With a terroir reminiscent of the Cóte des Blancs, Cottonworth are naturally growing the 3 classic Champagne varieties of Chardonnay, Pinot Noir and Pinot Meunier along with a tiny amount of Pinot Précoce.  Since the first plantings went in to the ground just over a decade ago they have been carving out their own corner of the growing UK sparkling wine market.

Forming part of the larger family farm, the grazing land once used for cows has been transformed plot by plot.  Covering some 30 acres, Hugh has specifically chosen individual sites where he believes the grapes will grow to the best of their ability.

We discussed the recent frosts that hit the UK (as well as many of the grape growing parts of northern Europe) and Cottonworth was badly affected, losing between 50-70% of their crop dependent on the plot.  Whilst they don’t currently produce a Vintage wine, 2017 will see them dipping in to their wine reserves to maintain a decent level of bottles available to market.

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The badly hit 2017 harvest wasn’t Hugh’s first brush with frost and the crippling crop losses that can occur.  He explained that the family had sold off some of their land to well-known UK producer Nyetimber allowing him to buy two vineyards in Beaune, France, taking him back to his winemaking beginnings.

The first year they suffered 90% crop losses due to frost and, adamant that the same thing wouldn’t happen again, worked in collaboration with other local vintners to burn wet bales of hay to form a protective layer of smoke above the vines.  Hugh recalled how the widespread smoke made it almost impossible to breathe in the vineyards, but the vines remained safe!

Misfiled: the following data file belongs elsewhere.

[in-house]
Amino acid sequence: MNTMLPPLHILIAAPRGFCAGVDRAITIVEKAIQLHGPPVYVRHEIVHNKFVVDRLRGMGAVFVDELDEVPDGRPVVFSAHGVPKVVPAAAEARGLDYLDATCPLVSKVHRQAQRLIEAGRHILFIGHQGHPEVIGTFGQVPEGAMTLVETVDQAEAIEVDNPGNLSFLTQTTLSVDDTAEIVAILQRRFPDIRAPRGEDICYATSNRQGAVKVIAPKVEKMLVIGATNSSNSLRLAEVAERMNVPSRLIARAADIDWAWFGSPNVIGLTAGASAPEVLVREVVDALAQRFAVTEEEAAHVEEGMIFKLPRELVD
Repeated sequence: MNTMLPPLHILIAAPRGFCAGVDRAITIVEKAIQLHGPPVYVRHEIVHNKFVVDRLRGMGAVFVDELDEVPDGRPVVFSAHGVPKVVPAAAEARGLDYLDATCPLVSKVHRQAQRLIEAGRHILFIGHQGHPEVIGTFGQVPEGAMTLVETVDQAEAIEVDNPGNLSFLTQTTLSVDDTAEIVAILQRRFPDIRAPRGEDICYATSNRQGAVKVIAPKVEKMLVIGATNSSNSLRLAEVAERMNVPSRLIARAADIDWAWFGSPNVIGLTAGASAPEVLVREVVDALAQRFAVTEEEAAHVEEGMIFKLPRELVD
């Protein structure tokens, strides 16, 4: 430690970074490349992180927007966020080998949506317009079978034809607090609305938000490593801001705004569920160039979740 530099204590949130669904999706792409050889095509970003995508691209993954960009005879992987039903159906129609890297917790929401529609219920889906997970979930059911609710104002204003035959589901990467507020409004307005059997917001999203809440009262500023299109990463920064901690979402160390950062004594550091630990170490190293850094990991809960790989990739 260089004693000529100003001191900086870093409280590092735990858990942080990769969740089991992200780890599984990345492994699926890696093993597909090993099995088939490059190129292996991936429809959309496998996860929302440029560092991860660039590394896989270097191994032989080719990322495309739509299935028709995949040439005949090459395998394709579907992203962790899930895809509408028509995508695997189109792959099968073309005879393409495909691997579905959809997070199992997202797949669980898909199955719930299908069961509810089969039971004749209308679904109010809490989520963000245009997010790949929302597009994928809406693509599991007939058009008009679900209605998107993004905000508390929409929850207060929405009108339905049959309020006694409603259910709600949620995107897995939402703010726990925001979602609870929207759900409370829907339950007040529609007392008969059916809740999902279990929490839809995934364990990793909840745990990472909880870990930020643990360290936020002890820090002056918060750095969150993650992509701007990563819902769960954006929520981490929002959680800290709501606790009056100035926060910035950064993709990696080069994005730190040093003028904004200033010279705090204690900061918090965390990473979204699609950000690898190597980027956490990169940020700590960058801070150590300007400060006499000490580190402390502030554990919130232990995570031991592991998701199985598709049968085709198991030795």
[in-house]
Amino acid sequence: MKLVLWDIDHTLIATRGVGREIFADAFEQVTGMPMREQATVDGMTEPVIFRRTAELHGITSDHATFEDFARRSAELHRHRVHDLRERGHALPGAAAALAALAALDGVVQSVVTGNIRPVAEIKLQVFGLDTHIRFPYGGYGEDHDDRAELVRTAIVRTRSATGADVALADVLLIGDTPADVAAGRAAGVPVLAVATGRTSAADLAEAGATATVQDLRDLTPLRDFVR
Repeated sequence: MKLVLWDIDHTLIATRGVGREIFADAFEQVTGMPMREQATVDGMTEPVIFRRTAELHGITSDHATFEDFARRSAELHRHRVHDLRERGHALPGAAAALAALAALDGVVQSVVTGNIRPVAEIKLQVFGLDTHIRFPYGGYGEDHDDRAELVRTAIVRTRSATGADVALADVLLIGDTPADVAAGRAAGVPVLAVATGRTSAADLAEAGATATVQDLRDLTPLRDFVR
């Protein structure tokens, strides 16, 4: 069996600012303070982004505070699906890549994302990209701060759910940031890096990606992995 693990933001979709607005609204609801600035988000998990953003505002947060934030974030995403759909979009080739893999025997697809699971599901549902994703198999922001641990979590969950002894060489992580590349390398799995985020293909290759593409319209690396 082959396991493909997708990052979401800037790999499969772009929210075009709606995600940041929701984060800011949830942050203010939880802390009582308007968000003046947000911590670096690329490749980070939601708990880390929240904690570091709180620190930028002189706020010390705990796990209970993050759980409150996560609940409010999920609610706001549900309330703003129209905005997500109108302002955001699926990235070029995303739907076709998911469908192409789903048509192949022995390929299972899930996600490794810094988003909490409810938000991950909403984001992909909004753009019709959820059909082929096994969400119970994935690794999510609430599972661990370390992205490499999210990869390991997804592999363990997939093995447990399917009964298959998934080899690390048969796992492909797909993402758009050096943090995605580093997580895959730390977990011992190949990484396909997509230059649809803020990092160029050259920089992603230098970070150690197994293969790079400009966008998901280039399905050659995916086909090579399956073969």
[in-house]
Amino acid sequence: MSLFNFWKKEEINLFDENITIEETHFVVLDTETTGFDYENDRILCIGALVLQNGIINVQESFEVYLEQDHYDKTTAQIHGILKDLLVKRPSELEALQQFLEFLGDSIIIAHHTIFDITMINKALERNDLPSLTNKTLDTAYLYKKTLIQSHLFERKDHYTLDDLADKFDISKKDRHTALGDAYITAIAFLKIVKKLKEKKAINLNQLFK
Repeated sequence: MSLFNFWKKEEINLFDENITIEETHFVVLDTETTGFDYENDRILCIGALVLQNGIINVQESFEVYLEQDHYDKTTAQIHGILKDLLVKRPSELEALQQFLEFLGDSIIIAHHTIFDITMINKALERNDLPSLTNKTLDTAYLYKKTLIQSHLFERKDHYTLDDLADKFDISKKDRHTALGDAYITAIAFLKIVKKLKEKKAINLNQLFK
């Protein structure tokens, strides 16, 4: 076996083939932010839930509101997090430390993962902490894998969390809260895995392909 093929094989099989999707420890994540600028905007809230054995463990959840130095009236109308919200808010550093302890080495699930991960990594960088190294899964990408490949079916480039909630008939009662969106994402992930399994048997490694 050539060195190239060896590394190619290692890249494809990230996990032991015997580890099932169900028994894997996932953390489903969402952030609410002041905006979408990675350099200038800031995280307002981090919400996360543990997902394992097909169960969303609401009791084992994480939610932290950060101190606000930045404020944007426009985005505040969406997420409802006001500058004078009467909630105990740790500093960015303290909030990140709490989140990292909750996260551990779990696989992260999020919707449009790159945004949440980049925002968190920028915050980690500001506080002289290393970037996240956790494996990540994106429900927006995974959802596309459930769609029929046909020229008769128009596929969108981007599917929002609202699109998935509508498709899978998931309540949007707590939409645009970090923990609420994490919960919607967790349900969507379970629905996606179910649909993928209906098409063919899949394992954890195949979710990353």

The conversation then moved on to pruning which, as a grower of vines myself, I found extremely interesting.  Hearing his views on how best to trim, canopy manage and prepare the vines for the following year will definitely affect how I look after mine.

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Following the tour it was then back to the festival to try some more wine, and thankfully the sun had appeared meaning that there was a bit more space to manoeuvre around the stands.  All in all, this was a very interesting and informative event, and I look forward to returning in 2018 to see who the next host will be.

Technical Info

Cottonworth Classic Cuvée NV – 45% Chardonnay / 46% Pinot Noir / 9% Pinot Meunier, Alc 12.5%, Dosage – 6g/l, RRP £28